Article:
USCCB Statement on Covid-19 Vaccines
On December 14, Bishop Kevin C. Rhoades of Fort Wayne-South Bend, chairman of the U.S. Conference of Catholic Bishops’ (USCCB) Committee on Doctrine, and Archbishop Joseph F. Naumann of Kansas City in Kansas, chairman of the USCCB’s Committee on Pro-Life Activities, issued a statement on the new COVID-19 vaccines. In their statement, the bishops address the moral concerns raised by the fact that the three vaccines that appear to be ready for distribution in the United States all have some connection to cell lines that originated with tissue taken from abortions.
From that report, I want to highlight some of their findings. First, with regard to the Pfizer and Moderna vaccines,
“In view of the gravity of the current pandemic and the lack of availability of alternative vaccines, the reasons to accept the new COVID-19 vaccines from Pfizer and Moderna are sufficiently serious to justify their use, despite their remote connection to morally compromised cell lines.
“Receiving one of the COVID-19 vaccines ought to be understood as an act of charity toward the other members of our community. In this way, being vaccinated safely against COVID-19 should be considered an act of love of our neighbor and part of our moral responsibility for the common good.”
However, with regard to the AstraZeneca vaccine, the bishops found it to be “more morally compromised” and consequently concluded that this vaccine “should be avoided” if there are alternatives available. Of importance to note, “It may turn out, however, that one does not really have a choice of vaccine, at least, not without a lengthy delay in immunization that may have serious consequences for one’s health and the health of others,” the bishop chairmen stated. “In such a case … it would be permissible to accept the AstraZeneca vaccine.”
Also of importance to include in my overview, the bishops warn that Catholics “must be on guard so that the new COVID-19 vaccines do not desensitize us or weaken our determination to oppose the evil of abortion itself and the subsequent use of fetal cells in research.” The full statement from the Chairmen of the Committee on Doctrine and the Committee on Pro-Life Activities United States Conference of Catholic Bishops may be found here.
Below I have included a chart regarding vaccine manufacturers and abortion-derived cell line usage, originally collated by the Charlotte Lozier Institute, which also includes an “Ethical Profile” designation provided for comparative purposes by Fr. Tad Pacholczyk. Fr. Tad earned his doctorate in neuroscience from Yale and did post-doctoral work at Harvard. He is a priest of the diocese of Fall River, MA, and serves as the Director of Education at The National Catholic Bioethics Center in Philadelphia. He was a recent guest on The World Over on EWTN, offering insights on the side effects, what we can do to push back against future use of cell lines, and further explains the ethical profiles of the current covid-19 vaccinations.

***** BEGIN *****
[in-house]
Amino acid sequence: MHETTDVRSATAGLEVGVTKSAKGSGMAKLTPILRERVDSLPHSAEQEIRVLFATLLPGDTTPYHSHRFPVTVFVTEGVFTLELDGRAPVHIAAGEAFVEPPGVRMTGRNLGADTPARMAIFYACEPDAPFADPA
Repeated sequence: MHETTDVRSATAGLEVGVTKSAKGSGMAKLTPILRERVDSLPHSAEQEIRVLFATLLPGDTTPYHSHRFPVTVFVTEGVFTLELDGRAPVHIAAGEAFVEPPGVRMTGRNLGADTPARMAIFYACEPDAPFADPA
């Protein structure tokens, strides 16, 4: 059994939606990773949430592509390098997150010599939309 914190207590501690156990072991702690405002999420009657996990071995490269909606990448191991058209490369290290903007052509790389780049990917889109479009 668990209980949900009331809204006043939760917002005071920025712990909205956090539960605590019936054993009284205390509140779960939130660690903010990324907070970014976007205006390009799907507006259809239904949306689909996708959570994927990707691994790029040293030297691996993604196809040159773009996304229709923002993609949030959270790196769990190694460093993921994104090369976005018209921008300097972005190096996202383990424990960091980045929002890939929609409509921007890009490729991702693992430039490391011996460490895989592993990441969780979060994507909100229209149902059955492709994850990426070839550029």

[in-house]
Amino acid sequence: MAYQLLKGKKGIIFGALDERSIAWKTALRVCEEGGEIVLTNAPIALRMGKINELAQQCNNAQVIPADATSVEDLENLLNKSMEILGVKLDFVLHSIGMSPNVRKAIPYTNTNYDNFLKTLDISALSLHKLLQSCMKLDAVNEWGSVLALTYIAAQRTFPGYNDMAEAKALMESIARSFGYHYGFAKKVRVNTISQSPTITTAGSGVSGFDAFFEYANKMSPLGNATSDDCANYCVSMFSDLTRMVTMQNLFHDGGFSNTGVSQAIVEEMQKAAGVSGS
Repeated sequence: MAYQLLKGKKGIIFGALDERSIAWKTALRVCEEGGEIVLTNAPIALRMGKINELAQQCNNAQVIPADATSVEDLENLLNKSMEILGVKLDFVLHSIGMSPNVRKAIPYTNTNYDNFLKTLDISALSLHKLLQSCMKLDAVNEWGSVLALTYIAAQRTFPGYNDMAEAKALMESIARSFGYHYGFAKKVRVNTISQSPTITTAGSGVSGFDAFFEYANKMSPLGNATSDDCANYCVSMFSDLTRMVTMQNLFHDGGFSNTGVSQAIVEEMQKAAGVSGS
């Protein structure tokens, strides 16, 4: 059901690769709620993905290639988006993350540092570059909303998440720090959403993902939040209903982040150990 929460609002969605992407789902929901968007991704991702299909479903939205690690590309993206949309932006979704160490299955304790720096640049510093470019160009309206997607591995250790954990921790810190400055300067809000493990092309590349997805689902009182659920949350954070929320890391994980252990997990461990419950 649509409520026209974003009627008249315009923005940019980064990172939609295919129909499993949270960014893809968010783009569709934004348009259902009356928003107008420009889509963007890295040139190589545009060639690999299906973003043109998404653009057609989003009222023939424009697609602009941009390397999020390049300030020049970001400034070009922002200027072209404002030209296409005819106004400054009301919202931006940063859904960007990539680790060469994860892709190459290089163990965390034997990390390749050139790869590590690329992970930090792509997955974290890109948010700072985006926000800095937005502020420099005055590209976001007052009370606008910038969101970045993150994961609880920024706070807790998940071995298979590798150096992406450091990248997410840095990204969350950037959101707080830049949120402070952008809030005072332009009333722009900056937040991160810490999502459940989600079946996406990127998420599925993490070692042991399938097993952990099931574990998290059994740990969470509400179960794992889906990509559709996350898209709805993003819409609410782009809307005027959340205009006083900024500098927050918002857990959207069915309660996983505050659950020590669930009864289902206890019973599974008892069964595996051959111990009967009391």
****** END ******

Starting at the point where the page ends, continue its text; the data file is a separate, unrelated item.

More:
Sunday of the Word of God
The Sunday of the Word of God, instituted last year by Pope Francis’ in his Apostolic Letter, Motu proprio “Aperuit illis is to be held every year on the third Sunday of Ordinary Time. For 2021, it will be observed on Sunday, January 24th, and stands to remind the faithful of the importance and value of Sacred Scripture for the Christian life, as well as the relationship between the word of God and the liturgy. Sunday of the Word of God reminds each of us of the importance of incorporating time every day with the Scriptures because, through them, we encounter Christ. As St. Jerome warned, “Ignorance of the Scriptures is ignorance of Christ.”
This year the biblical phrase for celebrating the Sunday of the Word of God is taken from the Letter to the Philippians: “Holding fast to the Word of life” (Phil 2:16). The Pontifical Council for Promoting the New Evangelization chose this verse with the following in mind, “In these words the Christian witness finds the foundation for building love-filled service. While the letter expresses the essential substance of the apostle’s preaching, it also shows how important it is for the Christian community to increase its knowledge of the Gospel.” A copy of the Liturgical – Pastoral Resource 2021 and additional resources for the Sunday of the Word of God are available on the USCCB website.
Spending Time in the Scriptures
…yet I live, no longer I, but Christ lives in me; insofar as I now live in the flesh, I live by faith in the Son of God who has loved me and given himself up for me. ~ Galatians 2:20
**This verse from Galatians was printed in the card from my Priestly Ordination.
Three times I begged the Lord about this, that it might leave me, but he said to me, “My grace is sufficient for you, for power is made perfect in weakness.” I will rather boast most gladly of my weaknesses, in order that the power of Christ may dwell with me. Therefore, I am content with weaknesses, insults, hardships, persecutions, and constraints, for the sake of Christ; for when I am weak, then I am strong. ~ 2 Corinthians 12:8-10
**These words from St. Paul appear in my Episcopal Coat of Arms
You have been told, O mortal, what is good, and what the Lord requires of you: Only to do justice and to love goodness, and to walk humbly with your God. ~Micah 6:8
Sincerely Yours in Christ,
Bishop da Cunha